This could actually work.

    Of course we would have to re-retrofit a lot of homes with coal chutes……

    There would be a whole new service industry to maintain and repair these things, and haul away the sulfur and mercury…..

    Since the polluters would now be the homeowners, Sierra club might need to alter their sales pitch…..

    With millions of emitters the pollution permit people would have to get a lot more efficient…..


  4. Larry Gross Avatar
    Larry Gross

    Since it is converted into Natural Gas, probably neigborhood, regional, even alpha communities could centralize..

    but the bigger question is what is the most efficient way to get the coal fuel from where it is to where you’d want it to be converted into Natural Gas.

    Would you want the plant at the coal mine and move electricity the old fashioned way.. or a gazillion trucks carrying it across the interstates and local roads to on-site plants?

  5. Jim Bacon Avatar

    Larry, nobody trucks coal more than 20 or 30 miles. If you need to move it any greater distance, you do it by rail or barge. If you can’t accept coal by rail or barge, you don’t burn it.

  6. Larry Gross Avatar
    Larry Gross

    nobody trucks coal more than 20 or 30 miles..

    right now…

    I’m not talking about from the mine…necessarily but from the existing distribution depots to future customers that did not burn coal for power.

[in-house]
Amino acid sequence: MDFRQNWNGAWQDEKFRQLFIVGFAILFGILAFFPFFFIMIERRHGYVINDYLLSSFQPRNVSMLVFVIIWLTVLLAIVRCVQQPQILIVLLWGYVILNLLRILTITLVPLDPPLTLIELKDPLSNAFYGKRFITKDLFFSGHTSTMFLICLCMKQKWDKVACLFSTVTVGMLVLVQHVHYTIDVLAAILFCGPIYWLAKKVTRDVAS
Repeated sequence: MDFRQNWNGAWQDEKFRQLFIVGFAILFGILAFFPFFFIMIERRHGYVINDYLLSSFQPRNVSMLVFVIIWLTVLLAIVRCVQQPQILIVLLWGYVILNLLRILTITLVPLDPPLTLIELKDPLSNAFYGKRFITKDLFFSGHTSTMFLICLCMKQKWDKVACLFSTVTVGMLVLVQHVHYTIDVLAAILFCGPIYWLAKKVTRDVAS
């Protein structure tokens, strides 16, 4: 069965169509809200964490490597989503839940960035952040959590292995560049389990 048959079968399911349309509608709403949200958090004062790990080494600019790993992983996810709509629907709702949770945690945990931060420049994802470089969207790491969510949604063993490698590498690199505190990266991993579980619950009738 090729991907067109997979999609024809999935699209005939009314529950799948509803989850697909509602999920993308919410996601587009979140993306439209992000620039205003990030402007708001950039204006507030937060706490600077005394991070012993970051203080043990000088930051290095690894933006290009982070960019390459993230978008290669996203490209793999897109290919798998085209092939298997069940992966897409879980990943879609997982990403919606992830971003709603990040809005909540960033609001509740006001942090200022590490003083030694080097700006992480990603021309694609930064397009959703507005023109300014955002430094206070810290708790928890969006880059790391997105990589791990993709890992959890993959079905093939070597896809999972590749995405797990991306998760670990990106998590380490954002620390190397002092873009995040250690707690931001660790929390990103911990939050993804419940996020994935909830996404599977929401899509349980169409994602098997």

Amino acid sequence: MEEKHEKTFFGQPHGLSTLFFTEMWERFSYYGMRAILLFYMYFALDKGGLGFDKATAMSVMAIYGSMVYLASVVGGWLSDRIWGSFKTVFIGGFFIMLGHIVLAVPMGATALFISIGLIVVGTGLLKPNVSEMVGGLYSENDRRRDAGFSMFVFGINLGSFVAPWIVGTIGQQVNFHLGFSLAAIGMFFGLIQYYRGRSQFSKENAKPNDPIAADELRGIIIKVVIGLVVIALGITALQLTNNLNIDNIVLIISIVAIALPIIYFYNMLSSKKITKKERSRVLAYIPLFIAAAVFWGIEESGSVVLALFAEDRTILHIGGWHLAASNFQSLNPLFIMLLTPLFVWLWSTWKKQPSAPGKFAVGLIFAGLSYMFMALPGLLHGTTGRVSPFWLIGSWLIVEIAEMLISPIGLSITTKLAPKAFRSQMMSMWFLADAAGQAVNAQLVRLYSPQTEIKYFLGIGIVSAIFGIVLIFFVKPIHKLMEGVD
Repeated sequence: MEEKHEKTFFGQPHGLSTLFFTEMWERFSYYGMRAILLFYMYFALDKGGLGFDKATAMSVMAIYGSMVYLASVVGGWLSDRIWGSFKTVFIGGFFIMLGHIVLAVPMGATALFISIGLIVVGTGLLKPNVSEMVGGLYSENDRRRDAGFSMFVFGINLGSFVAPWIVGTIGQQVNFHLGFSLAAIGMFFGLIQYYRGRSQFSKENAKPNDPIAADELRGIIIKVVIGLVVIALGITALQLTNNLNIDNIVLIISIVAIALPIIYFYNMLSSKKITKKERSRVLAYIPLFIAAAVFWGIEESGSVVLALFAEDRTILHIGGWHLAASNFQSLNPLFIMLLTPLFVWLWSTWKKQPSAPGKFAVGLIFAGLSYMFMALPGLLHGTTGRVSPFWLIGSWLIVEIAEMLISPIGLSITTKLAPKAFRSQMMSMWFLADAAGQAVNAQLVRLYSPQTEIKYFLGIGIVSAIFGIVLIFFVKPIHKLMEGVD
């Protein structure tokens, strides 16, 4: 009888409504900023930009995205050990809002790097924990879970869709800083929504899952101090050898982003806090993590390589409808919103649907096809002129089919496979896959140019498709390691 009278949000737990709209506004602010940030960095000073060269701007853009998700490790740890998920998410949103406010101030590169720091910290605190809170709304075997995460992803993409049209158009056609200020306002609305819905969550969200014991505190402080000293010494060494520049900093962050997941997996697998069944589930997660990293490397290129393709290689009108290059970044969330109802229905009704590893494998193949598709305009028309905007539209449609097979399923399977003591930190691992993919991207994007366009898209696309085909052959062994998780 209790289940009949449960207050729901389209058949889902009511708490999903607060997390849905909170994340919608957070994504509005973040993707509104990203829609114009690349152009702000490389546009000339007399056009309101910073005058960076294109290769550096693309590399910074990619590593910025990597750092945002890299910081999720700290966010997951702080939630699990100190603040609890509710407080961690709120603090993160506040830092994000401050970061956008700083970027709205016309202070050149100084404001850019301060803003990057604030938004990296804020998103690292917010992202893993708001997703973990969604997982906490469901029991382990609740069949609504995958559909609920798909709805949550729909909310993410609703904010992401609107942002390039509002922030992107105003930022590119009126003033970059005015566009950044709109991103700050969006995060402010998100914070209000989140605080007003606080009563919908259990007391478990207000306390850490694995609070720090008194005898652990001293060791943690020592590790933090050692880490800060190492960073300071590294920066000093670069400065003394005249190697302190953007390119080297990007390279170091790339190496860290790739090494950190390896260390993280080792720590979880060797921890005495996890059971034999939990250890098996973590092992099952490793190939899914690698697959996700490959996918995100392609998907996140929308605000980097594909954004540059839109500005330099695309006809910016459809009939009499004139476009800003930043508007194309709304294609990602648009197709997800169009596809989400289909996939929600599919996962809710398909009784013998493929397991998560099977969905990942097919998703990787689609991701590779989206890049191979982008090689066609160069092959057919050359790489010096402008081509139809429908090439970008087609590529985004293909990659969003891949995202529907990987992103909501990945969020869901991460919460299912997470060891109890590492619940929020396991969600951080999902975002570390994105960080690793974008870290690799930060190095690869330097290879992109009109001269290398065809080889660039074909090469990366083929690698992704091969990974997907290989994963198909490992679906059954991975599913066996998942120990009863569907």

I alluded to it…

    Is our current paradigm of having regional power plants and mega powerline corridors.. going to be the same paradigm if we convert to clean coal technolgy?

    I primarily threw the “local power” thought into the brew – to see if the fundamental change settlement pattern condundrum would re-surface.. to embrace local power generation for balanced communities…

    I agree.. not likely we’re going to see coal trucks on our highways… but we might see new plants going in where Natural Gas pipelines are.. or new pipelines proposed.. which I suspect would please the power line opponents as well as the property rights folks.

  7. Larry Gross Avatar
    Larry Gross

    There is a very interesting USA Today article today about powerplants and mercury.. and it states that people use the equivalent of 20lbs of coal a day -for conventional coal-powered electricity. (try picking that up at the 7-11 on the way home every night).